By Rachel Xie
Students at New Hyde Park Memorial are experiencing a change of scenery by moving their practices to the indoor recreation center at the Police Athletic League. This facility, located on Denton Avenue, has been the designated location for sports that are not able to practice at the school itself.
Due to the gym's restricted space, different sports have had to work around odd time slots to fit in their practices throughout the week. Gymnastics, for example, have their practices in the same space where cheerleaders formerly resided. This led to cheerleaders practicing their routines and stunts on the mats down in the basement of the PAL.
“I do not mind the new environment. I just feel like we cannot do much with the time slot we have. However, I am definitely grateful that we have time at all and get to use that to better ourselves as a team, and it just shows how much we can get done in a more limited amount of time,” said senior Rachel Cantave.
The commute to the PAL is a short distance by car, but can take up to 10 minutes by foot. In the beginning of the season, cheerleaders would band together and walk as a group for those that did not commute by car. As the temperature decreased, many stopped walking and instead helped each other carpool. Seniors who are able to drive often offer rides to the underclassmen who are left stranded walking in the freezing cold.
“I feel like it is a more focused environment for the girls and I to practice in. It is better for us to not be distracted by the sounds of other sports and people, so we can focus on our stunts and the performances coming up,” said senior Arista Kakaounakis.
Source from Gianna Cassata
Student volunteer senior Gianna Cassata coaches girls at the PAL and demonstrates advanced stunts to immerse them into the sport.
Not only are school sport practices held in the facility at the PAL, student volunteers also offer their time and energy to lend a helping hand to basketball, cheer, volleyball and art-related activities. Seniors and upperclassmen are usually asked to aid in leading practices for the younger grades.
The art program at the PAL, for example, is mostly led by student volunteers. Volunteers are supplied through the National Art Honor Society, which is advised by Ms. Livoti. About three to five NAHS members were sought out to be arts and crafts activity leaders, working with kids ranging from grades kindergarten to sixth grade. Sessions are determined by grade, kindergarten to second graders only last about 15 minutes long, while third to sixth graders last closer to an hour.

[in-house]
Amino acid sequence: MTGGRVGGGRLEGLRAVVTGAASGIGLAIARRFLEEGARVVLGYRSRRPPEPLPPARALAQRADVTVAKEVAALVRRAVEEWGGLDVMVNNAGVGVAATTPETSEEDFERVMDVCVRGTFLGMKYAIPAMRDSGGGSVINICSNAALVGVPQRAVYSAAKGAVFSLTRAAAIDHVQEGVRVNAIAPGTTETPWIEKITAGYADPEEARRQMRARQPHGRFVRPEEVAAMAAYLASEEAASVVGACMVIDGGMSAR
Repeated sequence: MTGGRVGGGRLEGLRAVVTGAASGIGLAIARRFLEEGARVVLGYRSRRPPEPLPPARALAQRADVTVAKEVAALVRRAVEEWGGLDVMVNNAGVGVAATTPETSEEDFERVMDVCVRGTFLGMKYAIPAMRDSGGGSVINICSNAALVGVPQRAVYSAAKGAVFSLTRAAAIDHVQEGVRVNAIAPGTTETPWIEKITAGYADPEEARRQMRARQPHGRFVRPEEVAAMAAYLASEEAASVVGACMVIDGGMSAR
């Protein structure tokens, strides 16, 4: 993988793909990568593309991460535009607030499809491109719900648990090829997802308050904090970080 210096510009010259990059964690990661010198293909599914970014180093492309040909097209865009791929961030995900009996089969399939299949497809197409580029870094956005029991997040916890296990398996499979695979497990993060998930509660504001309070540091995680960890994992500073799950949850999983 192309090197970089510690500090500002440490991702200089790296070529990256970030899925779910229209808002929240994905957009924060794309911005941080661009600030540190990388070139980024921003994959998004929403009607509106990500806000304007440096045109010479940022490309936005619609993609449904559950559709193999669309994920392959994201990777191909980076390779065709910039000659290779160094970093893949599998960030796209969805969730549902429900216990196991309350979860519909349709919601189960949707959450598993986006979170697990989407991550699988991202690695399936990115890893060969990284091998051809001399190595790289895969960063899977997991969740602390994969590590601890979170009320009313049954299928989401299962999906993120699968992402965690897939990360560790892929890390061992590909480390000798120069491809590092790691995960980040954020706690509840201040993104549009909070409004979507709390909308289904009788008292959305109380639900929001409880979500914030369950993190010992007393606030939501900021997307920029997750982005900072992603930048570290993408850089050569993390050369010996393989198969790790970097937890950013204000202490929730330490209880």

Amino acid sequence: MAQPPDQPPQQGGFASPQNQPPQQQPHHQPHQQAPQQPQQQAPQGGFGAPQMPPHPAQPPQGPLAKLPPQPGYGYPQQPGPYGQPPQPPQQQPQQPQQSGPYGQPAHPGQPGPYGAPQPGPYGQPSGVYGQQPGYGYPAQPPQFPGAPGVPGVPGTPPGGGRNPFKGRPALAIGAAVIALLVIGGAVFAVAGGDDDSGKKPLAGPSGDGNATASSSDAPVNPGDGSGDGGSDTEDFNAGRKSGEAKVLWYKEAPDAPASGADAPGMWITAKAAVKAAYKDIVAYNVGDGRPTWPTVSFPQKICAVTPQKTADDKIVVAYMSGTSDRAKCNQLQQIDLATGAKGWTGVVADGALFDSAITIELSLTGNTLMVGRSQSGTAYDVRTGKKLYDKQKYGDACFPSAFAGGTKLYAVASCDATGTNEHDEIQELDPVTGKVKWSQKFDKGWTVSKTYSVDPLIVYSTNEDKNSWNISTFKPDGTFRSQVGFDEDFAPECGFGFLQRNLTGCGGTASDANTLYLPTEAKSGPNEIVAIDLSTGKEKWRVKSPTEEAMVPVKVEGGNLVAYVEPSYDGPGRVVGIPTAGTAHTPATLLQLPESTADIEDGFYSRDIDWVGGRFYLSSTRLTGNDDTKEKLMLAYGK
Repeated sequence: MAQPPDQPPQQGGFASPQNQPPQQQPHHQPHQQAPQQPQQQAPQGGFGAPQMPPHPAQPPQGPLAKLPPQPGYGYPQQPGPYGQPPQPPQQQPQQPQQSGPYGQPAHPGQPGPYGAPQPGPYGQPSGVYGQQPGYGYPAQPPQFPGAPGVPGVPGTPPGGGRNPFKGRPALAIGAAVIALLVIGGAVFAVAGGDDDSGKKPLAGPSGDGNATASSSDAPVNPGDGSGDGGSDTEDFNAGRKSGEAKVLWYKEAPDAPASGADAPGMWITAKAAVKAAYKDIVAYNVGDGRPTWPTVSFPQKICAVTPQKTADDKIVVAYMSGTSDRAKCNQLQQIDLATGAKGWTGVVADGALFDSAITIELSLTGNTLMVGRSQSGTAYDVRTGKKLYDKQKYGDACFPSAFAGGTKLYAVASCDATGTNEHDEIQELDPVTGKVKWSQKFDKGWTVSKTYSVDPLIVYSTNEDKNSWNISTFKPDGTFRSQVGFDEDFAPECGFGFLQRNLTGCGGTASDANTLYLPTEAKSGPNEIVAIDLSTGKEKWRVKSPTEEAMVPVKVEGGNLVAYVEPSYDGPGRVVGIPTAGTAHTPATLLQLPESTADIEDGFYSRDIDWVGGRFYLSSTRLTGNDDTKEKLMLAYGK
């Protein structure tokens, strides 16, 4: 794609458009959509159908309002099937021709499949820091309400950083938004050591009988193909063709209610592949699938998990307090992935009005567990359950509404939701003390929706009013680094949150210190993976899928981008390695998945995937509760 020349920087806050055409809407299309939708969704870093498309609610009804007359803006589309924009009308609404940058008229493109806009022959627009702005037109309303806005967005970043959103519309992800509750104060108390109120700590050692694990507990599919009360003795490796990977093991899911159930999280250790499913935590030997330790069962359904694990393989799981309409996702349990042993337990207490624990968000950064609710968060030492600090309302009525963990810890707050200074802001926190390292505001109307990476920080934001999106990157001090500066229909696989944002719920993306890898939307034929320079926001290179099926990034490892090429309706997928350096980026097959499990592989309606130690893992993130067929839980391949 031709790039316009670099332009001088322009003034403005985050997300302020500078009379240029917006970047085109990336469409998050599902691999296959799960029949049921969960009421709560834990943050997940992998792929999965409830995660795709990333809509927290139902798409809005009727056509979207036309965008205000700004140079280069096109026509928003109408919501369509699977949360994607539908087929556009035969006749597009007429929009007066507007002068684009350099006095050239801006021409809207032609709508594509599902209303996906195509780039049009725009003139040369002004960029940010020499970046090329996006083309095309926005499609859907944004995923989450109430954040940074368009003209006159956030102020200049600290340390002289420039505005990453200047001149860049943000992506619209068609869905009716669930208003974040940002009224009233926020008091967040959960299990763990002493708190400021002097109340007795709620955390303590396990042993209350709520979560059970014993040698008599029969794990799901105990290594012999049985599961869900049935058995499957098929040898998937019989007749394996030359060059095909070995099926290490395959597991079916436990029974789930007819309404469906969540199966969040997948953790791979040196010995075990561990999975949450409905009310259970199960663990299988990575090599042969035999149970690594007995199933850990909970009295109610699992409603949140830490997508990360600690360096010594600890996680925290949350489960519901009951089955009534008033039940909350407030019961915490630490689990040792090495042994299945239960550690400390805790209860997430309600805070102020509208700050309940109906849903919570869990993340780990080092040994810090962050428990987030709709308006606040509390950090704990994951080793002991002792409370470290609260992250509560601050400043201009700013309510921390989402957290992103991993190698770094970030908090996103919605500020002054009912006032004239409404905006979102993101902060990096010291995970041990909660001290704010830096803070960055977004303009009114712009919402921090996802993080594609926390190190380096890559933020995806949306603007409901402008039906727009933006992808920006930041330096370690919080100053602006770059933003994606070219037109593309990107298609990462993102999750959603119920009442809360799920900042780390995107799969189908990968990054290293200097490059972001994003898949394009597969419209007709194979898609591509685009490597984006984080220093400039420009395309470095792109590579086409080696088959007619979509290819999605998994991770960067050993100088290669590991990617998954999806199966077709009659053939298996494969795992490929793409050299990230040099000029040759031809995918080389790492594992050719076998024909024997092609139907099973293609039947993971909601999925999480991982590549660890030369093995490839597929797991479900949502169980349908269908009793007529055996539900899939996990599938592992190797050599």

To start off the program, two members are asked to head down to the PAL and do an inventory of their supplies. Then, student volunteers are the ones in charge of putting together the activities and crafts for each session and letting the people at the PAL know what supplies are needed for each week. The program will officially begin running for eight weeks starting in January.
For NAHS members, being a student volunteer who signed up for this program not only has the benefits of including volunteer work on academic resumes, they are also able to count these hours towards the art-related service hour requirements for the National Art Honor Society.
The PAL also provides space for student-led sports programs. These programs include basketball, volleyball and others. Such programs help kids stay active, try out different sports to find the one they love and start becoming a skilled player at a younger age. Each session for sports lasts about one hour and can range from 10 to 30 participants.
“I am definitely grateful that we have time at all and get to use that to better ourselves as a team...”
“It was a wonderful opportunity for me to embrace a leadership and coach position to help spark the joy of sports and volleyball in those younger than me,” said senior Chris John.
Over the years, the PAL has become a place for NHP students to be more involved in the community. Whether an athlete or an artist, the PAL has become a place to rely on to hold sports practices or to volunteer time with elementary school students.